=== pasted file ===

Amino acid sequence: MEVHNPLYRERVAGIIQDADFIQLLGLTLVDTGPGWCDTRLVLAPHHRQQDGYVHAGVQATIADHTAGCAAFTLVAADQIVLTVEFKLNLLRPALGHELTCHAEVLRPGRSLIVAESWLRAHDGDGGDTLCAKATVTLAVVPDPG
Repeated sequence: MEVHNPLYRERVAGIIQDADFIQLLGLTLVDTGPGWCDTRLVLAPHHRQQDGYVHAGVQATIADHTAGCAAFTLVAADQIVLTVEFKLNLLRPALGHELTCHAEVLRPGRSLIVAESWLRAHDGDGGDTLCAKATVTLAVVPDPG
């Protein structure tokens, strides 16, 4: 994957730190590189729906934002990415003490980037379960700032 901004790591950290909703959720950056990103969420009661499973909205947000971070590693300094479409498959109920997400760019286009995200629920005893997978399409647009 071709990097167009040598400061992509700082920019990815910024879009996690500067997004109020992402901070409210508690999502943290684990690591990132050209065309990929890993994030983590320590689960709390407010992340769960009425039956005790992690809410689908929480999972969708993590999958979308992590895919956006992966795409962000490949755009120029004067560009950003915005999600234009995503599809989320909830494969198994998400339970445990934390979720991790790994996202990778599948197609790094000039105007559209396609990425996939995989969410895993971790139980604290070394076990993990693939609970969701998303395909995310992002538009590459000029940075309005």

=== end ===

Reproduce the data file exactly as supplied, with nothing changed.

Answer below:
Amino acid sequence: MEVHNPLYRERVAGIIQDADFIQLLGLTLVDTGPGWCDTRLVLAPHHRQQDGYVHAGVQATIADHTAGCAAFTLVAADQIVLTVEFKLNLLRPALGHELTCHAEVLRPGRSLIVAESWLRAHDGDGGDTLCAKATVTLAVVPDPG
Repeated sequence: MEVHNPLYRERVAGIIQDADFIQLLGLTLVDTGPGWCDTRLVLAPHHRQQDGYVHAGVQATIADHTAGCAAFTLVAADQIVLTVEFKLNLLRPALGHELTCHAEVLRPGRSLIVAESWLRAHDGDGGDTLCAKATVTLAVVPDPG
């Protein structure tokens, strides 16, 4: 994957730190590189729906934002990415003490980037379960700032 901004790591950290909703959720950056990103969420009661499973909205947000971070590693300094479409498959109920997400760019286009995200629920005893997978399409647009 071709990097167009040598400061992509700082920019990815910024879009996690500067997004109020992402901070409210508690999502943290684990690591990132050209065309990929890993994030983590320590689960709390407010992340769960009425039956005790992690809410689908929480999972969708993590999958979308992590895919956006992966795409962000490949755009120029004067560009950003915005999600234009995503599809989320909830494969198994998400339970445990934390979720991790790994996202990778599948197609790094000039105007559209396609990425996939995989969410895993971790139980604290070394076990993990693939609970969701998303395909995310992002538009590459000029940075309005």